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Isaac Offenbach

OFFENBACH, ISAAC (1779–1850), ḥazzan. Isaac ben Judah, surnamed Eberst, was born in Offenbach near Frankfurt. After he left his native town in 1799 to become a wandering ḥazzan and musician, he began to be called, "der Offenbacher," which soon became his official family name. In 1802 he settled in Deutz as a tavern musician, and in 1816 moved to Cologne, where he became a music teacher and in about 1826 the town ḥazzan, a post he held until shortly before his death. The seventh of his nine children, Jacob, was the composer Jacques *Offenbach.

Isaac Offenbach was a versatile musician, a prolific composer (mainly of synagogal works), and a writer and translator of merit. His historical importance stems from the fact that the documentation of his life and work has survived almost in full.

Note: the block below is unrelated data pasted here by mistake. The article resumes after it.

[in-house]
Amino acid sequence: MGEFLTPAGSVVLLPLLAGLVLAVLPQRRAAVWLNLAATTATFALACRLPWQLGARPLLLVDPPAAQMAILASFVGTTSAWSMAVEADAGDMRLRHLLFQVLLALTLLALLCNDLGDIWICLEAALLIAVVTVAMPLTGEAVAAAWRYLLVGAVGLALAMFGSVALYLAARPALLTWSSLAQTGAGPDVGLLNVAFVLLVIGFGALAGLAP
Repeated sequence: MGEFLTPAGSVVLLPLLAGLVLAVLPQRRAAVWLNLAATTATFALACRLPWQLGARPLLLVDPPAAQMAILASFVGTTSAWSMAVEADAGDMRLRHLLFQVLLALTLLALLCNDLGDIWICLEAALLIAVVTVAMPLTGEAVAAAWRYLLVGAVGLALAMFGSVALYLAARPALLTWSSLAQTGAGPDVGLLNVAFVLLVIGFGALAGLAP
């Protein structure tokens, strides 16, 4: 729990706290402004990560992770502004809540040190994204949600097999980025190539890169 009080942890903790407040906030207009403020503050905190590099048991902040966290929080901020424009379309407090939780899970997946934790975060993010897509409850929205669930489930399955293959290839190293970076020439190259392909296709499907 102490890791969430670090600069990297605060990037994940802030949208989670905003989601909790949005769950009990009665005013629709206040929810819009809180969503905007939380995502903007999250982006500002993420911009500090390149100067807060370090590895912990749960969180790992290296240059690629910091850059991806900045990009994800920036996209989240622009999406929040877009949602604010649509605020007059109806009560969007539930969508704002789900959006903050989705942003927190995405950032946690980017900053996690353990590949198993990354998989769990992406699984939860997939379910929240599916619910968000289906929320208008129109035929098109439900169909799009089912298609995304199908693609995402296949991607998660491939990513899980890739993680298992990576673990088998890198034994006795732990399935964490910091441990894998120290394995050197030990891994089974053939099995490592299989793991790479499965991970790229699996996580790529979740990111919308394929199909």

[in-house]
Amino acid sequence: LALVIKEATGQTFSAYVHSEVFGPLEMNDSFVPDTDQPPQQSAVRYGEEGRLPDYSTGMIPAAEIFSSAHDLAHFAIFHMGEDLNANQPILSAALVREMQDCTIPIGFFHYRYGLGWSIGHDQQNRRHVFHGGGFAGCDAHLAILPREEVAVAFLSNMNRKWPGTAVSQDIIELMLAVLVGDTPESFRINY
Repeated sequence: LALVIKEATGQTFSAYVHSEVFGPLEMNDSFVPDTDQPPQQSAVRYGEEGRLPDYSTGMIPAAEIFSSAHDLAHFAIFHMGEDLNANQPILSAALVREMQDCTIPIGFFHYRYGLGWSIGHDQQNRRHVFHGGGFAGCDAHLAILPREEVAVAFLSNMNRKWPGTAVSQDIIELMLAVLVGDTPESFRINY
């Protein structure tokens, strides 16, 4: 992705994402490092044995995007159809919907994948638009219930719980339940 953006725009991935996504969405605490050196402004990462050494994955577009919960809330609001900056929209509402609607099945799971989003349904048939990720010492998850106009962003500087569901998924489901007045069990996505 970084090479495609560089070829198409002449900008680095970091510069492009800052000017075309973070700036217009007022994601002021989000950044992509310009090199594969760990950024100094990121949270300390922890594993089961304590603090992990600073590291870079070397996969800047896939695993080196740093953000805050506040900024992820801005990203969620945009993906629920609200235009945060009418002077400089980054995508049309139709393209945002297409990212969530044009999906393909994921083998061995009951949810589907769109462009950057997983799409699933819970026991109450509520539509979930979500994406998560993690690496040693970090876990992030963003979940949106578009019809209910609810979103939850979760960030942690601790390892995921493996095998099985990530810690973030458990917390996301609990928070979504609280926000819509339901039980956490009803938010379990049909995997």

His publications are a Haggadah with German translation and six appended melodies, some traditional and some composed by him (1838); a Hebrew-German youth prayer book (1839); and a number of guitar pieces. His manuscripts were given by his granddaughters to the Jewish Institute of Religion in New York, and some items also reached the Birnbaum Collection at the Hebrew Union College, Cincinnati, and the Jewish National and University Library, Jerusalem. The material includes reminiscences by his daughter, and about 20 fascicles and folders of cantorial compositions and notations of traditional melodies. Over and above their value as "cantorial" antecedents of his famous son's work, these manuscripts provide both a treasure trove of the "great tradition" of Ashkenazi ḥazzanut and an instructive picture of the development of a ḥazzan at the beginning of the Emancipation.


B. Bayer, in: Proceedings of the World Conference of Jewish Studies (Heb., 1971); A. Henseler, Jakob Offenbach (Ger., 1930), 16–31 and passim; P. Nettl, Forgotten Musicians (1951), 41–46; H. Kristeller, Der Aufstieg des Koelners Jacques Offenbach… in Bildern (1931), plates 7–11; A.W. Binder, in: Jewish Music Journal, 2:1 (1935), 4–6 (augmented in YLBI, 16, 1971); Sendrey, Music, index.

Sources: Encyclopaedia Judaica. © 2007 The Gale Group. All Rights Reserved.